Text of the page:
For the third time since the Affordable Care Act became law in 2010, the Supreme Court rejected a call for it to sabotage that law — this time, in an unusually dismissive opinion.
The Court’s brief decision in California v. Texas, issued Thursday, ultimately concludes that the plaintiffs trying to undo the law had no business being in court in the first place.
The case was brought by a bloc of Republican state officials, as well as two individuals who object to Obamacare. Their case centered on the law’s individual mandate: As originally drafted, the Affordable Care Act required most Americans to either obtain health insurance or pay higher taxes, and the Supreme Court famously upheld this so-called “individual mandate” in NFIB v. Sebelius (2012) as a valid exercise of Congress’s power to levy taxes.
In 2017, however, Congress amended Obamacare to zero out this tax. So, under current law, most Americans must either obtain health insurance or pay zero dollars. The Texas plaintiffs didn’t just claim that this zeroed-out tax is unconstitutional (on the theory that a zero dollar tax can’t be an exercise of Congress’s taxing power), they claimed that the entire law must be declared invalid if the zero dollar tax is stuck down.
It was an audacious ask of the Supreme Court — requesting the justices strike down the entire law despite only claiming that a single provision of Obamacare is unconstitutional. Especially since the provision that the plaintiffs challenged literally does nothing at all.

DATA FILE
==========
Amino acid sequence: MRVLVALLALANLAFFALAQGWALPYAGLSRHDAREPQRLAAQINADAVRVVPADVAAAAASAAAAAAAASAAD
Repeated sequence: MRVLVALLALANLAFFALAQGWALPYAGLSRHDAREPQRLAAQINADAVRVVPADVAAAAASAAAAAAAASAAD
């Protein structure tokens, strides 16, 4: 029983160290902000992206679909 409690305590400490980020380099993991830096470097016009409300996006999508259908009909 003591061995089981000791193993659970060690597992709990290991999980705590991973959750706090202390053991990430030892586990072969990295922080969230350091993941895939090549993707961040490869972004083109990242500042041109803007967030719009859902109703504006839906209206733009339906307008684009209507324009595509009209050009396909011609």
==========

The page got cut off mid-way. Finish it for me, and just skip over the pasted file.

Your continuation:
The Court didn’t even reach the question of whether or not the ex-mandate is constitutional. In a 7-2 ruling written by liberal Justice Stephen Breyer, the Court ruled that no one is allowed to bring suit to challenge a provision of law that does nothing. Four Republican appointees — Chief Justice John Roberts and Justices Clarence Thomas, Brett Kavanaugh, and Amy Coney Barrett — joined Breyer’s opinion.
Suits about nothing are not allowed
The idea that no one can challenge a legal provision that does nothing isn’t especially controversial — or, at least, it wasn’t controversial before numerous high-ranking Republicans rallied behind the Texas litigation. As the Supreme Court held in Lujan v. Defenders of Wildlife (1992), no one may file a federal lawsuit challenging a law unless they have suffered an “injury in fact” that is “fairly traceable” to the law that they are challenging.
Yet that didn’t stop 18 Republican state attorneys general from bringing this futile effort to kill Obamacare. In the end, they lost because of a simple fact: No one is injured by a law that requires them to pay zero dollars.
As Breyer writes, “the IRS can no longer seek a penalty from those who fail to comply” with the requirement to buy insurance. Thus, “there is no possible Government action that is causally connected to the plaintiffs’ injury.”
Really, there’s no need to say much more about this lawsuit. It was an absurd case brought under a risible legal theory that was widely mocked even by many outspoken opponents of Obamacare. The Wall Street Journal’s editorial board labeled this lawsuit the “Texas Obamacare Blunder.” Yuval Levin, a prominent conservative policy wonk, wrote in the National Review that the Texas lawsuit “doesn’t even merit being called silly. It’s ridiculous.”
And now the lawsuit is dead. As it turns out, even in a 6-3 conservative Supreme Court, there are some arguments that are too laughable to be taken seriously.
Author: Ian Millhiser